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Winter Kills

April 26, 2012

Winter Kills is a 1979 film starring Jeff Bridges and John Huston, along with Anthony Perkins, Eli Wallach, Sterling Hayden, Ralph Meeker, Elizabeth Taylor (in a non-speaking role), and Toshiro Mifune (!). I read about many years ago and filed it away in my mental to-see list, but I forgot everything about it except that it was a seventies conspiracy picture, presumably along the lines of The Parallax View. It sort of is that. The plot is about the uncovering of the many layers of conspiracy surrounding a fictionalized version of the Kennedy assassination. It is also a comedy. Though not a very funny one. On the whole it is just utterly bizarre and vertiginous, eluding any clear tone, point, or purpose. It may be best understood as a document of the high-tide of a drug-fueled era in the film industry. It was produced by a couple of drug smugglers, one of whom was gunned down by “business associates” (as director William Richert puts it right at the start of his audio commentary, which is well worth listening to) during the production; the other did a long stint at Sing Sing afterwards. The production ran out of money repeatedly before going entirely bankrupt — apparently drug money is not very reliable. On the creative side I can only speculate, but the movie does become more understandable if we assume that its makers were, if not coked out of their minds, at least regularly smoking up. It shows a grandiose overconfidence combined with incoherence in execution, as well as paranoia combined with goofiness in its content, that may indicate chemical influences, if not directly on the brains of the makers than at least through the contact high of the times and the scene.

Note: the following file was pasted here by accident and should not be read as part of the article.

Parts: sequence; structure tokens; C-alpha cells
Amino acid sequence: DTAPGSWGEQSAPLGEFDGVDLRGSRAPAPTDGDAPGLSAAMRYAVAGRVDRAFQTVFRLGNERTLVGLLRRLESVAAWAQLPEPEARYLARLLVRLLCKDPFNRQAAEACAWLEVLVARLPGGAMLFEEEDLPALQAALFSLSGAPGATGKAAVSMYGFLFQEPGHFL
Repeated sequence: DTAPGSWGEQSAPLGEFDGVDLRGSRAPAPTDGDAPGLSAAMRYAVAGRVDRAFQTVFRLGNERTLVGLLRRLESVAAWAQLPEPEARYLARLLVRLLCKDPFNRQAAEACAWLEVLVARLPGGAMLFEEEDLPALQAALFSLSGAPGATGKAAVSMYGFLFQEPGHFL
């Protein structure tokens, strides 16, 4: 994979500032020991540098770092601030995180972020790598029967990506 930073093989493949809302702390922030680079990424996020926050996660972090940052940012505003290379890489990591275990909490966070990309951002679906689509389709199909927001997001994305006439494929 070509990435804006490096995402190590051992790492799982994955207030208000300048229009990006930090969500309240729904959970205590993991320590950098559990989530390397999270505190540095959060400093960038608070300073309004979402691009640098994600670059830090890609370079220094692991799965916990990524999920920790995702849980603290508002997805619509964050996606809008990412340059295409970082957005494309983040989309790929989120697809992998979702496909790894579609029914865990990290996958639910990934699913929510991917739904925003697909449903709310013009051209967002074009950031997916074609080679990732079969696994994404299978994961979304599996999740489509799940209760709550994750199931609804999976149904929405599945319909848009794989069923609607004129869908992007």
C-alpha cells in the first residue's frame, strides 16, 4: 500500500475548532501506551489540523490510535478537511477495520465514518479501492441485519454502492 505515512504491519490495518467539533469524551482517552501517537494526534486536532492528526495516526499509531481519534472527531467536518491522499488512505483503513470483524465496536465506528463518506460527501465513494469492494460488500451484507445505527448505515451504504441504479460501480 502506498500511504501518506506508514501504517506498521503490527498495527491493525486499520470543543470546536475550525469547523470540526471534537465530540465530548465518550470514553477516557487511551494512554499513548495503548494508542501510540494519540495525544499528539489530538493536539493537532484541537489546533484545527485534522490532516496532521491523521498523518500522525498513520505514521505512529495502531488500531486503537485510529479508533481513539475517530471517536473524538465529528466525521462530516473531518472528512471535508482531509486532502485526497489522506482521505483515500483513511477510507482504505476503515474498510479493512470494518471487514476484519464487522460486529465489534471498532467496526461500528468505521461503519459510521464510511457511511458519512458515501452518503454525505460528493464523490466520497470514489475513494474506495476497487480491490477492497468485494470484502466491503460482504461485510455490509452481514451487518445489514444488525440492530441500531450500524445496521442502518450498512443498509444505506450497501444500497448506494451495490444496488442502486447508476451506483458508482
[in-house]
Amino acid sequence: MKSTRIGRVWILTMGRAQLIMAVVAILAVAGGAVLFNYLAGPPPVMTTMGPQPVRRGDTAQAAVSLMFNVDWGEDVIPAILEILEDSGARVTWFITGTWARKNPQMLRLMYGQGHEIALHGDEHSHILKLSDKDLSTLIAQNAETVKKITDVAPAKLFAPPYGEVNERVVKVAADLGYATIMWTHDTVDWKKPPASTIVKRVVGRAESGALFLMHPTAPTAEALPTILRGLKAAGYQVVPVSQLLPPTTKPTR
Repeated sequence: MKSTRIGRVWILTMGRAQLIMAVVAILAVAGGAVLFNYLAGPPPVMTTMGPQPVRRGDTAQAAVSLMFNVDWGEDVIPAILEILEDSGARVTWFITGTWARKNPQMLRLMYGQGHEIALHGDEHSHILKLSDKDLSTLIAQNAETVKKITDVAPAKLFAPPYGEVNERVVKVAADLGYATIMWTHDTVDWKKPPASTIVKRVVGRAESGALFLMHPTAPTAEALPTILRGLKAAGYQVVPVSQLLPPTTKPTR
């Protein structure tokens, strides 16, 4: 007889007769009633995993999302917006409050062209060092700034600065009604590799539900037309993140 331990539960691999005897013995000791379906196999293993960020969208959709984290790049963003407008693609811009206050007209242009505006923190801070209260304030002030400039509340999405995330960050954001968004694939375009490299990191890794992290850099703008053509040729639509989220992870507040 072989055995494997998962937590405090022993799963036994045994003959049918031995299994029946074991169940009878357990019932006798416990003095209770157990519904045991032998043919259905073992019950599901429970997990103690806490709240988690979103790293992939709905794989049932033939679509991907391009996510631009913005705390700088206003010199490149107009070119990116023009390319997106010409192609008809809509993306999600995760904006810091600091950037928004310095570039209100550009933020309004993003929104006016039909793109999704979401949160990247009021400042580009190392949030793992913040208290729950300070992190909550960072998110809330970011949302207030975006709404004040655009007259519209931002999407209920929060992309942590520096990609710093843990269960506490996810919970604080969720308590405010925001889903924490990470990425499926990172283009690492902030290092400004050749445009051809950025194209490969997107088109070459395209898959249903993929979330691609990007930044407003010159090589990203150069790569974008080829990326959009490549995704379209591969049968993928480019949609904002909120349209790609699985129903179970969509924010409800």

Watching it stone cold sober over twenty years later, I could not call it a good movie. But to certain connoisseurs, who know who they are, it is a must-see.


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